n. A small container, sometimes in the form of a pig, to store small saved coins in. Often the "bank" must be broken open to retrieve the contents.
n. a child's coin bank (often shaped like a pig) [syn: penny bank]
Piggy bank (sometimes penny bank or money box) is the traditional name of a coin container usually used by children. The piggy bank is known to collectors as a "still bank" as opposed to the " mechanical banks" popular in the early 20th century. These items are also often used by corporations for promotional purposes. The use of the name 'piggy bank' gave rise to its widely-recognized 'pig' shape, and many financial services companies use piggy banks as logos for their savings products.
Piggy banks are typically made of ceramic or porcelain. They are generally painted and serve as a pedagogical device to teach the rudiments of thrift and savings to children; money can be easily inserted. Many piggy banks have a rubber plug located on the underside; others are made of vinyl and have a removable nose for easy coin access. Some incorporate electronic systems which calculate the amount of money deposited. Some piggy banks have no opening besides the slot for inserting coins, which will lead to smashing the piggy bank with a hammer or by other means, to obtain the money within.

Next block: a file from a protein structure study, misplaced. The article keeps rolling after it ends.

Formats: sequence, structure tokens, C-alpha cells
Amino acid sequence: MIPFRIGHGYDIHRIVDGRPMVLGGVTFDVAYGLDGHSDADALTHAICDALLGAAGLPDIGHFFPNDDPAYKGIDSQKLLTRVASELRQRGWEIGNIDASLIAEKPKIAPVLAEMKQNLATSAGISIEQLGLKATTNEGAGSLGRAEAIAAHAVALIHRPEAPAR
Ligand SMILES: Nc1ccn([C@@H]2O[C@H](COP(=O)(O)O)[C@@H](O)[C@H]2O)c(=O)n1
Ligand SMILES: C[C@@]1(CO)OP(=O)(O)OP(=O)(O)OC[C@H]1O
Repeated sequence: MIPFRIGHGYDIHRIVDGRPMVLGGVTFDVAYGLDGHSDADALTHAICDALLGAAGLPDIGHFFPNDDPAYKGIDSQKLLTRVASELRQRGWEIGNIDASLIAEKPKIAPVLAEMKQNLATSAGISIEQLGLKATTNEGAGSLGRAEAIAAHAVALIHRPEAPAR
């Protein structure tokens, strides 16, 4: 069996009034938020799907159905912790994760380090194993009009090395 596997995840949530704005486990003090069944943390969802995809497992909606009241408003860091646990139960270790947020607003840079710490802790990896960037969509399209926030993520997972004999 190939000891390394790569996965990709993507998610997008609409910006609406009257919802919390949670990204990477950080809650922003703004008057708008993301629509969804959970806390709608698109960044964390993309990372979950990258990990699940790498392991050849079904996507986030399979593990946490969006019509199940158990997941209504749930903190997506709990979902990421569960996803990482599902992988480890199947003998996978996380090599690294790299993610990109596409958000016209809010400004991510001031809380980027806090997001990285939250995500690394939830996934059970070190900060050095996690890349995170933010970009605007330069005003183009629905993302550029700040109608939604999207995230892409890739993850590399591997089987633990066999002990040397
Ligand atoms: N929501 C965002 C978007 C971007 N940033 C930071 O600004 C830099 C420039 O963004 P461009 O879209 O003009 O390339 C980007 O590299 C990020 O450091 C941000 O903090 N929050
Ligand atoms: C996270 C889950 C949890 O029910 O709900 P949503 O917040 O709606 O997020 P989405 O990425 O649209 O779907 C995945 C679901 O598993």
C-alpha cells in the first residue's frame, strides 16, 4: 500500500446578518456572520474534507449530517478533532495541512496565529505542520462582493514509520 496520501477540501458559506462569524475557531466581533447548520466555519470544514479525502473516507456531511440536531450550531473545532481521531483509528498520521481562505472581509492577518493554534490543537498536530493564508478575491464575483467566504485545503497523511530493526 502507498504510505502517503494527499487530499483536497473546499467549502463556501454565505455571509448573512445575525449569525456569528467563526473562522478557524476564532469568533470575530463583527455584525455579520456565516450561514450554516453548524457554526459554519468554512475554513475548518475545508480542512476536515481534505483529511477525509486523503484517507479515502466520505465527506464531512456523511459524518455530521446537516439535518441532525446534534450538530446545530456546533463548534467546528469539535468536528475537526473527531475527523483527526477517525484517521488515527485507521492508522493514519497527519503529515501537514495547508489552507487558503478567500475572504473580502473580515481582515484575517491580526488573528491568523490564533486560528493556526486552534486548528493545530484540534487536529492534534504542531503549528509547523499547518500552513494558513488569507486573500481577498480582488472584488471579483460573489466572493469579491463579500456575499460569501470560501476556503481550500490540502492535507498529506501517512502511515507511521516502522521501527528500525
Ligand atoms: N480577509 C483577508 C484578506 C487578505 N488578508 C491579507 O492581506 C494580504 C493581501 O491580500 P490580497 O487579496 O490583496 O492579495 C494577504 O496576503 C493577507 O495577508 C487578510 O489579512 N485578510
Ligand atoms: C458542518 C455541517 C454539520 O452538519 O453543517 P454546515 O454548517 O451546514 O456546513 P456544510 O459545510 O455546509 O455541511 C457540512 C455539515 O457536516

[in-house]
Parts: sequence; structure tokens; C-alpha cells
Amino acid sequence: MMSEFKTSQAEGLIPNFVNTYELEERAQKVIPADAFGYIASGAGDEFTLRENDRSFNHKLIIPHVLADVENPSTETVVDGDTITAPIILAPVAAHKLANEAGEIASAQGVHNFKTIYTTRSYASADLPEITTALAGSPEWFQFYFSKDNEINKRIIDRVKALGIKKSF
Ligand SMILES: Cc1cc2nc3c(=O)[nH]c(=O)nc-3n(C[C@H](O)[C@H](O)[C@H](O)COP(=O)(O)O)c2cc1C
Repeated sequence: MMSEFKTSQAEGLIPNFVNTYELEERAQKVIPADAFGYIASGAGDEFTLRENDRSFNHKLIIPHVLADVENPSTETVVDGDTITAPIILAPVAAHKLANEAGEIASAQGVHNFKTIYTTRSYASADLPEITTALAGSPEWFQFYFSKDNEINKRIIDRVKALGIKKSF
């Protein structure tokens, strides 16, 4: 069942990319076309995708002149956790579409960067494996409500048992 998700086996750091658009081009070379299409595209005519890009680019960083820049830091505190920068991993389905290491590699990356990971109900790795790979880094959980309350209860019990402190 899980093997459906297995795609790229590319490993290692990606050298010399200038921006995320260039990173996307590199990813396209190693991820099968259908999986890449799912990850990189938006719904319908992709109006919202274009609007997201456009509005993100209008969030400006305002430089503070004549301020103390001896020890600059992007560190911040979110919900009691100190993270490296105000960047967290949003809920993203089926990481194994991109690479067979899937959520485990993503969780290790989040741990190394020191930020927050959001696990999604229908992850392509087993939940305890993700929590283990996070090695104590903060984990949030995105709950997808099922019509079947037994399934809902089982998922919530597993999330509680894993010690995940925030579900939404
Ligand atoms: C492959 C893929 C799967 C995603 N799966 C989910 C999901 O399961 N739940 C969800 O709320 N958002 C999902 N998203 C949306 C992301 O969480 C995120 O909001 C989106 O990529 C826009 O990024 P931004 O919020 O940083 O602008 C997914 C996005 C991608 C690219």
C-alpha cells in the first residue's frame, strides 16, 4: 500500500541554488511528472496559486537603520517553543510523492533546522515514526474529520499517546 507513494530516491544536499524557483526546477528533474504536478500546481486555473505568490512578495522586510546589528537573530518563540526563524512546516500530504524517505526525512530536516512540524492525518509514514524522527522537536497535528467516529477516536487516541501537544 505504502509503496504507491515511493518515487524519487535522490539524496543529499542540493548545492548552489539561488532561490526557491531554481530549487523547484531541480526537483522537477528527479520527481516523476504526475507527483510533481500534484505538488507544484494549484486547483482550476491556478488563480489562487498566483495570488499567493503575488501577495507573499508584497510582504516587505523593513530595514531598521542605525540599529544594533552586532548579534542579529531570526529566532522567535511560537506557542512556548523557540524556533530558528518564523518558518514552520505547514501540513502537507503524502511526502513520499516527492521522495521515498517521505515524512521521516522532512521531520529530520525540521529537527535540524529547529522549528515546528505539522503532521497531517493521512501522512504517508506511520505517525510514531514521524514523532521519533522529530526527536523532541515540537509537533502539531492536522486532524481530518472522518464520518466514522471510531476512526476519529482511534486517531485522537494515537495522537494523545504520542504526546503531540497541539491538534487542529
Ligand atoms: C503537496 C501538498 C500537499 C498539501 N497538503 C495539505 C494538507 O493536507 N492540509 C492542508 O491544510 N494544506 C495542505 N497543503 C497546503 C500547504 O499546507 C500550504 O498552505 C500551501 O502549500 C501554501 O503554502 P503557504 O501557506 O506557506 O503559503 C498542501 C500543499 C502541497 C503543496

"Piggy Bank" is the fifth track from 50 Cent's second album, The Massacre. It was not released as a single, but charted at eighty-eight on the Billboard Hot 100 due to controversy over its attack on long-time rival Ja Rule, as well as Jadakiss and Fat Joe, who had worked with Ja Rule on his song " New York". The song also takes lyrical swipes at rappers Shyne, Kelis, Sheek Louch, Cassidy, Lil' Kim (who featured 50 Cent on her song " Magic Stick") and Nas. He also mentions Tupac Shakur, Jay-Z, Mobb Deep and Michael Jackson in the song, but not negatively.